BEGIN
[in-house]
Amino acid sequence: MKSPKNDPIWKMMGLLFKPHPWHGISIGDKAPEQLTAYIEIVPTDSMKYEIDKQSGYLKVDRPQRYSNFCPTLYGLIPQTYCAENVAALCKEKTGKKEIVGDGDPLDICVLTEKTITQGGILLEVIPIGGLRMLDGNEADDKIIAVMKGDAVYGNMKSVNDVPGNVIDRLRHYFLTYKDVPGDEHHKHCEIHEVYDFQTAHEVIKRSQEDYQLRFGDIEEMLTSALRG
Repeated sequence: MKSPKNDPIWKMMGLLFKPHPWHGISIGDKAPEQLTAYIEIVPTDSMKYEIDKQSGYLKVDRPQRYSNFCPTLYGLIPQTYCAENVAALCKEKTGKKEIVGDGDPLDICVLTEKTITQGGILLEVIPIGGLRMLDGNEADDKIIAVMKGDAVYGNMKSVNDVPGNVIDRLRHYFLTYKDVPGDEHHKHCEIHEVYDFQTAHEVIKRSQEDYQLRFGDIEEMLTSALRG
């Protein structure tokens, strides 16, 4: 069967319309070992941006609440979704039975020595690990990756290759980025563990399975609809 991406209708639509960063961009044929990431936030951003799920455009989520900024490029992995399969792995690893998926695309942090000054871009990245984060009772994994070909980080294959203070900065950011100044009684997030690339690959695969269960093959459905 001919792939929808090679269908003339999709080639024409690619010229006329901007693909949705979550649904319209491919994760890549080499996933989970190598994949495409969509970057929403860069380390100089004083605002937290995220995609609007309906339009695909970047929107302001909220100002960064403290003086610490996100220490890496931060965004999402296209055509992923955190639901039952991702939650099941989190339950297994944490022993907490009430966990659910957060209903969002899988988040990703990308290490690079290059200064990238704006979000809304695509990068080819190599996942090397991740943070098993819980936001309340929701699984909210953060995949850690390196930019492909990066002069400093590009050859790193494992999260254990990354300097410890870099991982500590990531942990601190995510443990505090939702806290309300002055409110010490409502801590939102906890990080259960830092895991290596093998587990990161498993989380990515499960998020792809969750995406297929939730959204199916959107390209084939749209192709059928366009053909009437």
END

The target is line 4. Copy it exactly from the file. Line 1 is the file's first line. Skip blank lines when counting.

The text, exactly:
């Protein structure tokens, strides 16, 4: 069967319309070992941006609440979704039975020595690990990756290759980025563990399975609809 991406209708639509960063961009044929990431936030951003799920455009989520900024490029992995399969792995690893998926695309942090000054871009990245984060009772994994070909980080294959203070900065950011100044009684997030690339690959695969269960093959459905 001919792939929808090679269908003339999709080639024409690619010229006329901007693909949705979550649904319209491919994760890549080499996933989970190598994949495409969509970057929403860069380390100089004083605002937290995220995609609007309906339009695909970047929107302001909220100002960064403290003086610490996100220490890496931060965004999402296209055509992923955190639901039952991702939650099941989190339950297994944490022993907490009430966990659910957060209903969002899988988040990703990308290490690079290059200064990238704006979000809304695509990068080819190599996942090397991740943070098993819980936001309340929701699984909210953060995949850690390196930019492909990066002069400093590009050859790193494992999260254990990354300097410890870099991982500590990531942990601190995510443990505090939702806290309300002055409110010490409502801590939102906890990080259960830092895991290596093998587990990161498993989380990515499960998020792809969750995406297929939730959204199916959107390209084939749209192709059928366009053909009437």